NMU invests in faculty-driven ideas

Von Lanier

During the fall semester of 2015, NMU President Fritz Erickson set aside $1 million to pursue innovative ideas, driven by faculty, to address the continuing enrollment decline at NMU.

re-kaplaThe Program Investment Fund (PIF) has evolved from what was previously deemed Wildcat Innovation Funds (WIF). The money came from a combination of remaining WIF funds, set aside years ago, as well as university reserves.

“It’s important for a university to be always looking forward, and part of the problem that we can have is that we’ll have faculty that have great ideas but no place to go for the financial resources to support the exploration and development of those ideas, so the [PIF] was designed to directly address that issue,” Erickson said.

The PIF is meant to provide opportunities for faculty and staff to rethink existing programs, think of new programs and to make modifications to programs, Erickson said.

In a campus-wide effort, faculty-generated proposals are submitted to the 5-member Program Investment Fund Committee, which sorts through them, approves the funding or gives feedback for refining a proposal if necessary. Erickson said universities have an obligation to provide support for faculty-driven innovative ideas.

“The future of the university is only limited by our creativity and willingness to support and explore those creative ideas,” he added. “My hope is that if we believe this is successful then we should identify a new set of funds to continue to support this type of innovation.”

The PIF was a one-time set of funding that has been mostly expended. A total of $913,000 of the overall funding has been committed so far, said Associate Provost for Undergraduate Programming and Academic Affairs, Dale Kapla.

“I don’t know if we’ve actually spent it because some things are pending,” he added.

Some of the investments include $22,581 given to the Sustainability Committee this fall to kickstart its efforts. Another is $57,000 that was given to the music department as traveling expenses for recruitment tours, and an estimated $200,000 that was invested in the coming applied behavior analysis center for contract staffing and renovation of the old Human Resources department, where the center will be located.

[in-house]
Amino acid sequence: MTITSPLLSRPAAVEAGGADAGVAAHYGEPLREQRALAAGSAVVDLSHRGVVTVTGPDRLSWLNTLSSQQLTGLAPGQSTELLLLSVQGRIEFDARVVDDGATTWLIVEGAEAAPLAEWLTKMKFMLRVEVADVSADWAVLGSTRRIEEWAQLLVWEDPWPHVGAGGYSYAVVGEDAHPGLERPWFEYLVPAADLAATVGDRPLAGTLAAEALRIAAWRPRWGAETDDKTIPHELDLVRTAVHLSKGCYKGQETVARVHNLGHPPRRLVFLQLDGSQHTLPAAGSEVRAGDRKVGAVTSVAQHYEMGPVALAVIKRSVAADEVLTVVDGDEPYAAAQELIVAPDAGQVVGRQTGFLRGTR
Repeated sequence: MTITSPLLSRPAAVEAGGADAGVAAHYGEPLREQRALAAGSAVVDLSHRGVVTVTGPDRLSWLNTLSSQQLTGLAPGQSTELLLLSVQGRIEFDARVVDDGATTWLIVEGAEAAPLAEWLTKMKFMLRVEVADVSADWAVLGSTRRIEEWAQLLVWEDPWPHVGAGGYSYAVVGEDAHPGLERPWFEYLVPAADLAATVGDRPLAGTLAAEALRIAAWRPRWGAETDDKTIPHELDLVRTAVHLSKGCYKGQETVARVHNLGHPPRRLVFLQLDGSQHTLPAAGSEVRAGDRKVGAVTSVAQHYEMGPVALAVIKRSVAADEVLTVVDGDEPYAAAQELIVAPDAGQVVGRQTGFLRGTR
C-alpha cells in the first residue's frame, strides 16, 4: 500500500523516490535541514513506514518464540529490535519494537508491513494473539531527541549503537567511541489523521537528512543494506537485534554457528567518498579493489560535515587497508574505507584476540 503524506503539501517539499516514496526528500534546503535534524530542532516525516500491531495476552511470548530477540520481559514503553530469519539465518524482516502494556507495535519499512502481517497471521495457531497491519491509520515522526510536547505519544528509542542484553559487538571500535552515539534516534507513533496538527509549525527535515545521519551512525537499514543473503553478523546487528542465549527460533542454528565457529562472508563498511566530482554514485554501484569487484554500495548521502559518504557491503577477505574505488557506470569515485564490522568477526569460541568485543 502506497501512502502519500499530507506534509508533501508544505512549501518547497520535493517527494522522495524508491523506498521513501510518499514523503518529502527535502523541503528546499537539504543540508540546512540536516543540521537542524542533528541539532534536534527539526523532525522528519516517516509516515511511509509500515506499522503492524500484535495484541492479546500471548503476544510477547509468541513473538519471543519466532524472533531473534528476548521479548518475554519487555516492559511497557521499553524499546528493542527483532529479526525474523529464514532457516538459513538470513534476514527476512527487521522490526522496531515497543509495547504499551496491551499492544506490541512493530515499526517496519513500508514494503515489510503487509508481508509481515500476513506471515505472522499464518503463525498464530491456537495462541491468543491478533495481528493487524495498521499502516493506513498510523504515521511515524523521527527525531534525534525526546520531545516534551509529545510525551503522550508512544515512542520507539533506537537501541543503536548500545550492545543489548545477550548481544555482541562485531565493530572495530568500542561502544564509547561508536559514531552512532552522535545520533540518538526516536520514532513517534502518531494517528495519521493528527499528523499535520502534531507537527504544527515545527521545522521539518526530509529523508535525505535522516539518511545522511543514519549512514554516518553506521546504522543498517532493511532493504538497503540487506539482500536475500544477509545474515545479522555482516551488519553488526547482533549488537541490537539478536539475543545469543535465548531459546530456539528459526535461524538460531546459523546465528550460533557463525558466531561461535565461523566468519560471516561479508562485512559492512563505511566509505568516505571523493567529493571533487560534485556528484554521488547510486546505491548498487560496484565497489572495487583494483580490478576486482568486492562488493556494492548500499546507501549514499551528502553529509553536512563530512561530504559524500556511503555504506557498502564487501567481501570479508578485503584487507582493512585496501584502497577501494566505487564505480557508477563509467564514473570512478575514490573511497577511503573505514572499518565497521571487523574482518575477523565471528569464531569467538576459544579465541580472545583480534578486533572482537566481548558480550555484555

Once the PIF committee reviews a recommendation and gives it a “yes,” it then goes to the provost [Kerri Schuiling], who makes the final decision on them, Kapla said.

Other investments include the NMU department of chemistry rolling out a medicinal plant chemistry major and the purchase of comprehensive retention program software to help academic advisors connect to advisees through online access, as well as a 1-day Women in Construction fair that will be held on campus next semester.

“While we have a bit of dipping enrollment here, we still need to invest in programs that will continue to move the university forward,” Kapla said.

Since a lot of the new investments have not yet been brought to fruition, the NMU community will not see any tangible evidence of innovations until they are finalized, save for the autism clinic projected to open in February.

“There are faculty and employees all over campus that have ideas, and in the face of budget reductions you think, ‘Well I’ll never get this idea off the ground because we’re cutting budgets.’ That’s not necessarily true,” Kapla said.

He shared his thoughts on the overall scope of NMU’s PIF approach saying, “We started this last fall and we’re just about out of money here with it, which is a good thing, and I think we have a collection of innovative ideas that over the next couple of years it’s really going to just make NMU better. In the next couple of years you’re going to see all of this stuff start to play out and you’re going to see the results of it all. It’s just going to take some time.”